Poems and Texts

“WOMEN IN PUBLIC” by Elaine Kahn


Once upon a time
Saint Bernadette was born
first child of her mom.
A homely woman
of absurd virtue
she had the martyr’s squint
of a Bernadette

A purple saint
an asthmatic saint
of course, she suffered much

What does the world hate more
than women
in public




When I am in my robe
then I am like a mom

And I do well in bed
and do not wait

When I look in the mirror
and my face is everywhere




All you cult born infants
think the earth is your clarinet
and like to crawl across its body

Do you think that you are greater than a mom?




When it is so hot
I lie on the floor

When I think
of what I have
to give

Life has it’s good points

And the fat, white thigh-bones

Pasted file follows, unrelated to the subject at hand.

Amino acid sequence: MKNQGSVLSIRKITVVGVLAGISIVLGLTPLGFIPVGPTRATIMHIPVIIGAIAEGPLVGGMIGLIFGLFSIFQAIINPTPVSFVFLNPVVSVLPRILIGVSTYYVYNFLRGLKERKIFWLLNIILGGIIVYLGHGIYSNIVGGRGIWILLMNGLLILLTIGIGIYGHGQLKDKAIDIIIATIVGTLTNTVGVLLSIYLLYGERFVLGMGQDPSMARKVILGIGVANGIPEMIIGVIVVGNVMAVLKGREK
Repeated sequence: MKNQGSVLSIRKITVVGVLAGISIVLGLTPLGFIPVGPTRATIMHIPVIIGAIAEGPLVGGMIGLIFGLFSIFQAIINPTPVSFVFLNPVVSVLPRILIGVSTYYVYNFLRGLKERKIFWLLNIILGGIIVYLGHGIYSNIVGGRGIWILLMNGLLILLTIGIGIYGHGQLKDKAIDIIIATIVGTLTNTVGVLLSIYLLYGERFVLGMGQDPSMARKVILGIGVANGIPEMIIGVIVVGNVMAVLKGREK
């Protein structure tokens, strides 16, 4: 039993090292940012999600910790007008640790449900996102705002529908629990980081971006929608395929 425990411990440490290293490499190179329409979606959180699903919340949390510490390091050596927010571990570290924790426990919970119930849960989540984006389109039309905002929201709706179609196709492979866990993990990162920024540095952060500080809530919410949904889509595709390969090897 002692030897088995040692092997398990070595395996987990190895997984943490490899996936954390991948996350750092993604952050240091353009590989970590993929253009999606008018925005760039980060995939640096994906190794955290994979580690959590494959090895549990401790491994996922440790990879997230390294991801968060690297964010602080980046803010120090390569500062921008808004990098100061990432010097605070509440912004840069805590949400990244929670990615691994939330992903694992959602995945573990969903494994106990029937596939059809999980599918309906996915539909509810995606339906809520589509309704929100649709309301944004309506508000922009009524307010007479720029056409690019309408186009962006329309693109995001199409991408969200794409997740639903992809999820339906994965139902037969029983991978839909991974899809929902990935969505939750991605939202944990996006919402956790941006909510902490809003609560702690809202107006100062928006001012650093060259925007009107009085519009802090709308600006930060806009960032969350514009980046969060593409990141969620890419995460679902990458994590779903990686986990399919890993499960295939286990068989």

of a tourist




Dear mom
beautiful mom

Smile, as you always have
and ask me what I need

I’m your prisoner


Elaine Kahn

Elaine Kahn is the author of Romance or The End (Soft Skull, 2020) and Women in Public (City Lights Publishers, 2015). Her writing has appeared in Frieze, The Brooklyn Rail, jubilat, Poetry Foundation, Art Papers, and elsewhere. She received an MFA from the Iowa Writers’ Workshop and teaches at the Poetry Field School. She lives in Los Angeles, California.

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